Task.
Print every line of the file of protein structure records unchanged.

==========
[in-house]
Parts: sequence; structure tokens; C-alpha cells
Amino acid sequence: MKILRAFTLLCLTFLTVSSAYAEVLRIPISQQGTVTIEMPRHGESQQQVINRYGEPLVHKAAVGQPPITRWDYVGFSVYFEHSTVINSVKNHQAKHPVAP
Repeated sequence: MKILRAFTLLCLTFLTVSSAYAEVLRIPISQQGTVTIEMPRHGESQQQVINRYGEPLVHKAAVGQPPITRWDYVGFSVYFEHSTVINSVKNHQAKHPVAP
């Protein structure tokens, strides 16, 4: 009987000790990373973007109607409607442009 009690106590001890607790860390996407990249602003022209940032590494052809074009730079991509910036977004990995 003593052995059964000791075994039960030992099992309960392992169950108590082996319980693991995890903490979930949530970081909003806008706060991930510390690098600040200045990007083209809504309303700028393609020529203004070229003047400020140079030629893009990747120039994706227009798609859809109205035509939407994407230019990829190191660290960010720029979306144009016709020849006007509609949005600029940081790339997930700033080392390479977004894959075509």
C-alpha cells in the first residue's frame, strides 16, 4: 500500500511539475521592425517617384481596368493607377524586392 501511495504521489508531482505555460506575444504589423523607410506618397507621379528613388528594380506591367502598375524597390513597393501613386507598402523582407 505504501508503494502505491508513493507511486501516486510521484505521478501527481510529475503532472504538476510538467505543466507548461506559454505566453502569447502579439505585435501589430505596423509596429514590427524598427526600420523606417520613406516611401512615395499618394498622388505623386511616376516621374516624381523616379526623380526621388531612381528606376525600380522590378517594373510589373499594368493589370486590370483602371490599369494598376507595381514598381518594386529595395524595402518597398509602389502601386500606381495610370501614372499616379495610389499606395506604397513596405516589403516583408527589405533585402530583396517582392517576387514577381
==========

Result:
[in-house]
Parts: sequence; structure tokens; C-alpha cells
Amino acid sequence: MKILRAFTLLCLTFLTVSSAYAEVLRIPISQQGTVTIEMPRHGESQQQVINRYGEPLVHKAAVGQPPITRWDYVGFSVYFEHSTVINSVKNHQAKHPVAP
Repeated sequence: MKILRAFTLLCLTFLTVSSAYAEVLRIPISQQGTVTIEMPRHGESQQQVINRYGEPLVHKAAVGQPPITRWDYVGFSVYFEHSTVINSVKNHQAKHPVAP
């Protein structure tokens, strides 16, 4: 009987000790990373973007109607409607442009 009690106590001890607790860390996407990249602003022209940032590494052809074009730079991509910036977004990995 003593052995059964000791075994039960030992099992309960392992169950108590082996319980693991995890903490979930949530970081909003806008706060991930510390690098600040200045990007083209809504309303700028393609020529203004070229003047400020140079030629893009990747120039994706227009798609859809109205035509939407994407230019990829190191660290960010720029979306144009016709020849006007509609949005600029940081790339997930700033080392390479977004894959075509």
C-alpha cells in the first residue's frame, strides 16, 4: 500500500511539475521592425517617384481596368493607377524586392 501511495504521489508531482505555460506575444504589423523607410506618397507621379528613388528594380506591367502598375524597390513597393501613386507598402523582407 505504501508503494502505491508513493507511486501516486510521484505521478501527481510529475503532472504538476510538467505543466507548461506559454505566453502569447502579439505585435501589430505596423509596429514590427524598427526600420523606417520613406516611401512615395499618394498622388505623386511616376516621374516624381523616379526623380526621388531612381528606376525600380522590378517594373510589373499594368493589370486590370483602371490599369494598376507595381514598381518594386529595395524595402518597398509602389502601386500606381495610370501614372499616379495610389499606395506604397513596405516589403516583408527589405533585402530583396517582392517576387514577381